May 11, 2018 06:01 PM

Wind Power Sails in First Quarter

A wind-power generator is seen in the Dabancheng district of Urumqi, the Xinjiang Uygur autonomous region, on Sept. 15. Photo: VCG
A wind-power generator is seen in the Dabancheng district of Urumqi, the Xinjiang Uygur autonomous region, on Sept. 15. Photo: VCG

China’s wind power generation inflated by nearly 40% in the first quarter of the year as Beijing continued to strongly promote clean-energy sources in its drive to clean up the country’s air.

At the same time, the amount of unusable wind-power output also dropped sharply during the quarter, reflecting closer scrutiny of new projects under a government crackdown on overzealous developers who failed to do sufficient planning.

China generated 97.9 billion kilowatt-hours (kWh) of wind power in the first three months of the year, up 39% from a year earlier, according to data published by the National Energy Administration (NEA) on its website (link in Chinese).

Over the same period, the country added nearly 4 megawatts (MW) of wind power capacity, bringing the country’s total to about 168 MW, the agency’s data showed. During the quarter, generated power that went wasted due to inability to connect to the national grid totaled 9.1 billion kWh, down by about a third from a year earlier.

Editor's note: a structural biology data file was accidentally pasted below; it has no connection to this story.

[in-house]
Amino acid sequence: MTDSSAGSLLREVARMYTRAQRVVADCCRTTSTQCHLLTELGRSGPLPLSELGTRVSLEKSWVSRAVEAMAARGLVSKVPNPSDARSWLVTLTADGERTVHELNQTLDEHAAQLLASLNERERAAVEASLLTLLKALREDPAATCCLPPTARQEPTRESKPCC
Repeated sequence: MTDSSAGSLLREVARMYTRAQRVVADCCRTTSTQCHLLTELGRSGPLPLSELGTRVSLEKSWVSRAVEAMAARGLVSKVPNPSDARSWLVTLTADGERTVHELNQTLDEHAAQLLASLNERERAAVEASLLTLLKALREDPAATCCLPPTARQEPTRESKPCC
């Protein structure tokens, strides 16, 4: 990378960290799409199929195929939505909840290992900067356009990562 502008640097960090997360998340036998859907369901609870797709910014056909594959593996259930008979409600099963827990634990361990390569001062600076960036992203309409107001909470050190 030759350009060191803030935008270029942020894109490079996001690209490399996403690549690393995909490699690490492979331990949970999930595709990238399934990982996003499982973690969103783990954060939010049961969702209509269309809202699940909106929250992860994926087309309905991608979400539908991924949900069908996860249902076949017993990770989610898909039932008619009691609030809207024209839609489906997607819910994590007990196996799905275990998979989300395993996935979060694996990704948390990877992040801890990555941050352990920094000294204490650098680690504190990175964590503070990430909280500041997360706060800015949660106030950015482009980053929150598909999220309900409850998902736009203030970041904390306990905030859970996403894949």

The NEA commended the provinces of Yunnan, Fujian and Sichuan for posting utilization rates of their wind power farms that were sharply higher than the national average.

Chinese developers of wind- and solar-power plants have embarked on an aggressive building spree over the last decade, cashing in on government incentives as they answered Beijing’s call to wean the country off its traditional reliance on dirtier-burning coal. But poor planning has meant a sizable amount of new capacity cannot be connected to the national grid, resulting in lost investment for some projects.

Last year the NEA gave “red” warning labels to Heilongjiang, Jilin and Gansu provinces and the Inner Mongolia, Ningxia and Xinjiang autonomous regions, meaning no new wind-energy projects would be approved for those areas during the year. It made the move after determining those six had unacceptably high rates of wasted capacity, led by a waste rate of 43% for Gansu and 38% for Xinjiang.

The crackdown campaign helped the country roughly halve the overall rate of wasted power to 8.5%, which was down by 8 percentage points from a year earlier.

The latest NEA data showed that Xinjiang and Inner Mongolia had the worst rates of wasted power generation during the first quarter, at 21.6% and 21.3% respectively. They were followed by Gansu, with a wasted rate of 19.5%.

Contact reporter Yang Ge (

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